Letter (4 Apr 1932) to Pauline G. Beery. Hagley Museum and Library Collection, Wilmington, Delaware. 1784.) As cited in Matthew E. Hermes, Enough for One Lifetime: Wallace Carothers, Inventor of Nylon (1996), 13.
Science quotes on:  |   (2863)  |  Autobiography (56)  |  Book (392)  |  Chemistry (353)  |  College (66)  |  Delay (20)  |  Robert Kennedy Duncan (3)  |  High (362)  |  High School (11)  |  Interest (386)  |  Motivation (27)  |  Possible (552)  |  Reading (133)  |  School (219)  |  Specialize (3)  |  Start (221)  |  Student (300)

Not long ago the head of what should be a strictly scientific department in one of the major universities commented on the odd (and ominous) phenomenon that persons who can claim to be scientists on the basis of the technical training that won them the degree of Ph.D. are now found certifying the authenticity of the painted rag that is called the “Turin Shroud” or adducing “scientific” arguments to support hoaxes about the “paranormal” or an antiquated religiosity. “You can hire a scientist [sic],” he said, “to prove anything.” He did not adduce himself as proof of his generalization, but he did boast of his cleverness in confining his own research to areas in which the results would not perturb the Establishment or any vociferous gang of shyster-led fanatics. If such is indeed the status of science and scholarship in our darkling age, Send not to ask for whom the bell tolls.
…...
Science quotes on:  |  Age (499)  |  Antiquated (3)  |  Area (31)  |  Argument (138)  |  Ask (411)  |  Authenticity (5)  |  Basis (173)  |  Bell (35)  |  Boast (22)  |  Call (769)  |  Certify (2)  |  Claim (146)  |  Cleverness (15)  |  Comment (11)  |  Confine (26)  |  Degree (276)  |  Department (92)  |  Establishment (47)  |  Fanatic (7)  |  Find (998)  |  Gang (4)  |  Generalization (57)  |  Head (81)  |  Himself (461)  |  Hire (7)  |  Hoax (5)  |  Indeed (324)  |  Long (790)  |  Long Ago (10)  |  Major (84)  |  Odd (13)  |  Ominous (4)  |  Paint (22)  |  Paranormal (3)  |  Person (363)  |  Perturb (2)  |  Phenomenon (318)  |  Proof (287)  |  Prove (250)  |  Prove Anything (7)  |  Rag (2)  |  Religiosity (2)  |  Research (664)  |  Result (677)  |  Say (984)  |  Scholarship (20)  |  Science (3879)  |  Scientific (941)  |  Scientist (820)  |  Send (22)  |  Shroud (2)  |  Status (35)  |  Strictly (13)  |  Support (147)  |  Technical (43)  |  Toll (3)  |  Training (80)  |  Turin (3)  |  Win (52)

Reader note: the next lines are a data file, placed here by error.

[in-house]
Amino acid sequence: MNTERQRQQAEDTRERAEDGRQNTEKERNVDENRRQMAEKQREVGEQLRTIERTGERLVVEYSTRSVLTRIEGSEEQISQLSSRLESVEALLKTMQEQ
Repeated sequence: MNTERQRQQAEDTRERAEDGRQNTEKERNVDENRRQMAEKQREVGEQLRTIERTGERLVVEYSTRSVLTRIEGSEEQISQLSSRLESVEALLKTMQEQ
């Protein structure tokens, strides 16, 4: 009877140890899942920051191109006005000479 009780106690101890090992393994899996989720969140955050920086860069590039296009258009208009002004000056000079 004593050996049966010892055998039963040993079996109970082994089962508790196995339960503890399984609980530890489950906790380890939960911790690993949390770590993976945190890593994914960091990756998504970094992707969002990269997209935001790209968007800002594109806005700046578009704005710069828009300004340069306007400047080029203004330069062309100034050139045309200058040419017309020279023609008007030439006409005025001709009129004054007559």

Of course I know that “knickers” begins with a “k”. I’ve been to Oxford—it’s one of the first things they teach you.
As quoted in William Reville, 'The Science of Writing a Good Joke', The Irish Times (5 Jun 2000).
Science quotes on:  |   (2863)  |  Begin (260)  |  Course (409)  |  First (1283)  |  Know (1518)  |  Oxford (16)  |  Spelling (8)  |  Teach (277)  |  Thing (1915)

On May 15, 1957 Linus Pauling made an extraordinary speech to the students of Washington University. ... It was at this time that the idea of the scientists' petition against nuclear weapons tests was born. That evening we discussed it at length after dinner at my house and various ones of those present were scribbling and suggesting paragraphs. But it was Linus Pauling himself who contributed the simple prose of the petition that was much superior to any of the suggestions we were making.